Tax Law Changes Affecting Partnerships and LLCs starting January 1, 2018

The 2015 Bipartisan Budget Act (the “BBA”), which was signed into law on November 2, 2015, modified certain audit and tax election rules for entities taxed as partnerships (including most LLCs). The IRS has now issued proposed regulations that will take effect on January 1, 2018, which will have implications that necessitate review and action. Below is an overview of the new regulations.

Designation of a Partnership Representative

After December 31, 2017, audits for partnership proceedings will no longer be handled by a “Tax Matters Partner.” Instead, beginning on January 1, 2018, each partnership must designate a person (who need not be a partner) to serve as the “Partnership Representative.” The Partnership Representative will have sole authority to act on behalf of, and bind, the partnership in an administrative or judicial tax proceeding. This means that only the Partnership Representative is entitled to notice of audit and will have authority to bind the partnership in an audit proceeding unless restricted by the other partners by including provisions in their operating agreement as to the Partnership Representative’s obligations and responsibilities, as well as an indemnification clause for any resulting financial loss.

Partnership-Level Assessment for Tax Liabilities

Under prior law, partners in a partnership were provided an opportunity to meaningfully participate in administrative and judicial proceedings because it was the partners, and not the partnership, that would ultimately bear the tax burden. The new BBA rules, however, take the exact opposite approach: any additional tax liabilities discovered during a partnership audit (including penalties) will be assessed against the partnership itself in the year in which the audit result becomes final. This will allow for previously- departed partners to potentially escape liability altogether. A partnership is allowed to make a “push-out” election from this regime, pursuant to which it can push-out liability to partners from the audited year. The Partnership (by and through the Partnership Representative) can “push out” the resulting tax and penalty to the 2018 partners, but this election must be made within 45 days following a final audit determination by the IRS.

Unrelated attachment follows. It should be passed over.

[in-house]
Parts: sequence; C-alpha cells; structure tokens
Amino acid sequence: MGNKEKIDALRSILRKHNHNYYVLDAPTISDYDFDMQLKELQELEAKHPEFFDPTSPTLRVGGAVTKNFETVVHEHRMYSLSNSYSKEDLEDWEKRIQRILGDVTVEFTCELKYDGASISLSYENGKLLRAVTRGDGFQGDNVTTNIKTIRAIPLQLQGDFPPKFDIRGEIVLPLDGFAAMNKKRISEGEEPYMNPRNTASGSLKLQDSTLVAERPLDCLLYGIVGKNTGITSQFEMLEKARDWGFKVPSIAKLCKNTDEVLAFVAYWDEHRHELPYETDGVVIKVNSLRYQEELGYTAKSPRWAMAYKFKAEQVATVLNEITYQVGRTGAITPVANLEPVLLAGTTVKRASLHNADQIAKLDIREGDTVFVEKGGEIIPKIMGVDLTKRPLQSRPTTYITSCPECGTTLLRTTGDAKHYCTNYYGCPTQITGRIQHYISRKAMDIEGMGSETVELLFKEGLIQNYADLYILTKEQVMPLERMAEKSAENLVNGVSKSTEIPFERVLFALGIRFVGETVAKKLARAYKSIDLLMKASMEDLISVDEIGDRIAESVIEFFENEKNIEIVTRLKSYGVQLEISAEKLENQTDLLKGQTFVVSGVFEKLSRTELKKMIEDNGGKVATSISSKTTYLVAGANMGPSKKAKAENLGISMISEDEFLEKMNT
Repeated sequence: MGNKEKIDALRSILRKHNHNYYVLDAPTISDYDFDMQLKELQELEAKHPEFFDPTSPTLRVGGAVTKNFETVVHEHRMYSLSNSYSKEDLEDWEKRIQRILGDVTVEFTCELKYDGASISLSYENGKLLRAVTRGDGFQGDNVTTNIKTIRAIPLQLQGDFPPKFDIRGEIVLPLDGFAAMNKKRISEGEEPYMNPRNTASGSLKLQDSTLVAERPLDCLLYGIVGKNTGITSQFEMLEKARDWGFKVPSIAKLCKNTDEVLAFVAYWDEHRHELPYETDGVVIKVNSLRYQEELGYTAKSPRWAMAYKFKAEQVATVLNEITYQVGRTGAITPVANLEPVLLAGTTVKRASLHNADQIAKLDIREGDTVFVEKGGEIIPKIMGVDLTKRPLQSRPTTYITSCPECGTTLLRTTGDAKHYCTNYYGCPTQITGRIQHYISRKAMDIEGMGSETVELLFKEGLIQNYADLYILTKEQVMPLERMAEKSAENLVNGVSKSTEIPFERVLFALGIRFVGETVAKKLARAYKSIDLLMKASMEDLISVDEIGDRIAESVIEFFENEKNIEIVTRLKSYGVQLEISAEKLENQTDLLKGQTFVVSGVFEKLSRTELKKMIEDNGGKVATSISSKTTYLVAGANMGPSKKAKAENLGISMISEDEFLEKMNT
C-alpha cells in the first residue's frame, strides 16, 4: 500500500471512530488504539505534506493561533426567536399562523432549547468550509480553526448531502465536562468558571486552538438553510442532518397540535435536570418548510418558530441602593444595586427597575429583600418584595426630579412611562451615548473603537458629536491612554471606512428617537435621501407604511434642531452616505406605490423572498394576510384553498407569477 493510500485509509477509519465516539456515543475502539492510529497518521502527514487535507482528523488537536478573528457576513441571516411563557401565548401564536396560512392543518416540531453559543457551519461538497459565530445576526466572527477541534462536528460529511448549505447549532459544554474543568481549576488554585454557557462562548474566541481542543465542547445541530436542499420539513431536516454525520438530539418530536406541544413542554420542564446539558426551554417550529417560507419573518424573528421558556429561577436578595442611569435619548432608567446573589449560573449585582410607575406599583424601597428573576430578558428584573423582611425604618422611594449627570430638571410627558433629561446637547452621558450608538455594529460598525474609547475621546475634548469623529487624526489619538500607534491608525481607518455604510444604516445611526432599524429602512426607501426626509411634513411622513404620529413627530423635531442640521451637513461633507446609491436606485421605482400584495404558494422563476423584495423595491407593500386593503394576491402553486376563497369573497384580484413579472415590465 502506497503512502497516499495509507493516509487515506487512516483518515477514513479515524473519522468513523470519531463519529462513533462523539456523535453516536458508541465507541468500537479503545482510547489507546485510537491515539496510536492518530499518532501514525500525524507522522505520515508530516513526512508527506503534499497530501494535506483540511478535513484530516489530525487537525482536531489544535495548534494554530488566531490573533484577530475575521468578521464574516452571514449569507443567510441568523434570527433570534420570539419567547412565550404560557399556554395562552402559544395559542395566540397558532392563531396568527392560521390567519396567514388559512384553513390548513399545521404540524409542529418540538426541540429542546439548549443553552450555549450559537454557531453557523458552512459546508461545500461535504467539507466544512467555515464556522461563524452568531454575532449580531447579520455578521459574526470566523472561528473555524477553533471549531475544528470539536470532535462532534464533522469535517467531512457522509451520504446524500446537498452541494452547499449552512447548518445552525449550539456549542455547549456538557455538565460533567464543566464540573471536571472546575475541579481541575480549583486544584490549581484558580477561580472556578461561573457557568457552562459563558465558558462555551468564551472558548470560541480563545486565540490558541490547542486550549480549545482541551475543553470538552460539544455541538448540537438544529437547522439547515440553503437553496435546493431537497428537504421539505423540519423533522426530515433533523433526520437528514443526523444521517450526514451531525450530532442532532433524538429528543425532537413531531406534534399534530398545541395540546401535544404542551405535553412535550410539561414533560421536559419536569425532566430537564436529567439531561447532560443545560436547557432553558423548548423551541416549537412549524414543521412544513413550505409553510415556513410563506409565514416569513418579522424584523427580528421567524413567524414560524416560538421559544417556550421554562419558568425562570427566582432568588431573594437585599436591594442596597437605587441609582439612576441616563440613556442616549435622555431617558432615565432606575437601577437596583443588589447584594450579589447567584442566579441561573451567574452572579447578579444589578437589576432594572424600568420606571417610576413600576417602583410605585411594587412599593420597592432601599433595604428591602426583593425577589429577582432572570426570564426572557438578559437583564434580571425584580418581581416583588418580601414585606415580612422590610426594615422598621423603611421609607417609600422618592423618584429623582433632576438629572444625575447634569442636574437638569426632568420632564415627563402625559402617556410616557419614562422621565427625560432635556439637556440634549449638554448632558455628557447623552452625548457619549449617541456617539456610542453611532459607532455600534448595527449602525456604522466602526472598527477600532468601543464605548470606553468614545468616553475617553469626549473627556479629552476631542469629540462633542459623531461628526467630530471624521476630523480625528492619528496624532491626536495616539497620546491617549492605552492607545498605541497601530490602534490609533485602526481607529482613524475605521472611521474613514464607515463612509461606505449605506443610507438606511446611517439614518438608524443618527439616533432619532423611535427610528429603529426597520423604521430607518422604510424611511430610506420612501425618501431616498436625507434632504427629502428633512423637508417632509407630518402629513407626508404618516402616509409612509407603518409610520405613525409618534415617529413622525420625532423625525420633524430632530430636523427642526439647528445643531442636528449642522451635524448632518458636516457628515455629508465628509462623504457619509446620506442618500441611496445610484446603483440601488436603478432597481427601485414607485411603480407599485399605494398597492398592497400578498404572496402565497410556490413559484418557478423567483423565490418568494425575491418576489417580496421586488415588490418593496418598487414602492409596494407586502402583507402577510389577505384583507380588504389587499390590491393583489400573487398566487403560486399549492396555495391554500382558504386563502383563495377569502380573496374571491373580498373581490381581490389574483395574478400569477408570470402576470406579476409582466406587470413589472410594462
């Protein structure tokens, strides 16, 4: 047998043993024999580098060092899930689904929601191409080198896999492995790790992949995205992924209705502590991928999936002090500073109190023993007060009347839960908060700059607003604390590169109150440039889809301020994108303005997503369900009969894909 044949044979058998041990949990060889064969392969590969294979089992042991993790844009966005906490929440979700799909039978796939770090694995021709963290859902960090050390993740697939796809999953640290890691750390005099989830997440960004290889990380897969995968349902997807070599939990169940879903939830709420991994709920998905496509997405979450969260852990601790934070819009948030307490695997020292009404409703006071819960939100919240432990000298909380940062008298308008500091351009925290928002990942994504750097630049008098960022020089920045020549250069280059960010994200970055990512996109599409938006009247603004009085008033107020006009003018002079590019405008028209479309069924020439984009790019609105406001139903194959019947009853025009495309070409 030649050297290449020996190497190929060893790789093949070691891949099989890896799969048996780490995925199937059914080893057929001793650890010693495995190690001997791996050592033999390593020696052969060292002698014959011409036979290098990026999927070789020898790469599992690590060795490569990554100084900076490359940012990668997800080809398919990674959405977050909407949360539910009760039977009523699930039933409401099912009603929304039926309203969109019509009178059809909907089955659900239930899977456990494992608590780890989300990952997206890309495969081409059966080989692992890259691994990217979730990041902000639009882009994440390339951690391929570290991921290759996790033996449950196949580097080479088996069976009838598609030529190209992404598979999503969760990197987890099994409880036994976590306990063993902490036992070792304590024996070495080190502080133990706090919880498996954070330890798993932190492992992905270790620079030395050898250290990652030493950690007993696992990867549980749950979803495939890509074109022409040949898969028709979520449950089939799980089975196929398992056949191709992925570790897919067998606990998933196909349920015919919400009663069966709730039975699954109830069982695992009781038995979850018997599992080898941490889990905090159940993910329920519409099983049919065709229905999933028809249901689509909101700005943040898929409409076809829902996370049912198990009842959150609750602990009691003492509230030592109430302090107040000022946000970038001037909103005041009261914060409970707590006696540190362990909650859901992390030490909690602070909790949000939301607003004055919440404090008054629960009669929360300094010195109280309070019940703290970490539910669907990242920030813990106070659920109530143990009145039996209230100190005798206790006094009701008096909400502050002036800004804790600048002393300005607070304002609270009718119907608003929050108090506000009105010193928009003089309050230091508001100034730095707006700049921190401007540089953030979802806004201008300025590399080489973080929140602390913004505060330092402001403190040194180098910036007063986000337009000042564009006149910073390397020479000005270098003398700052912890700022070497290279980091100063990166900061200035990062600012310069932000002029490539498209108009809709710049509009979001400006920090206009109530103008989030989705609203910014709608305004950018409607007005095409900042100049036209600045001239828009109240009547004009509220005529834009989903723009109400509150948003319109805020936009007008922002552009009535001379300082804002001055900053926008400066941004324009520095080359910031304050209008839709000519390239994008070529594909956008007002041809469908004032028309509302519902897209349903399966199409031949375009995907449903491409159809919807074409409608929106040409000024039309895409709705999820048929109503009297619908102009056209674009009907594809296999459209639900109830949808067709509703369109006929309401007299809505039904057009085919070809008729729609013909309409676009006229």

Small Partnership “Opt-Out”

Partnerships with fewer than 100 partners, all of whom are “eligible” partners, can elect out of the BBA regime, resulting in individual audits for each partner. For purposes of this “opt-out” election, which must be made annually on the partnership’s timely-filed income tax return, partners are “eligible” only if they are individuals, S corporations, C corporations, foreign entities which would be C corporations if it were a domestic corporation under IRS rules, and estates of deceased partners.

If you or someone you know will be affected by this new regime, please contact us at (786) 837-6787 or email us info@epgdlaw.com to set up a meeting so we can help amend your partnership or operating agreement to reflect the designation of a Partnership Representative and to make clear the responsibilities of partners for years under audit.

*Disclaimer: This blog post is not intended to be legal advise. We highly recommend speaking to an attorney if you have any legal concerns. Contacting us through our website does not establish an attorney-client relationship.*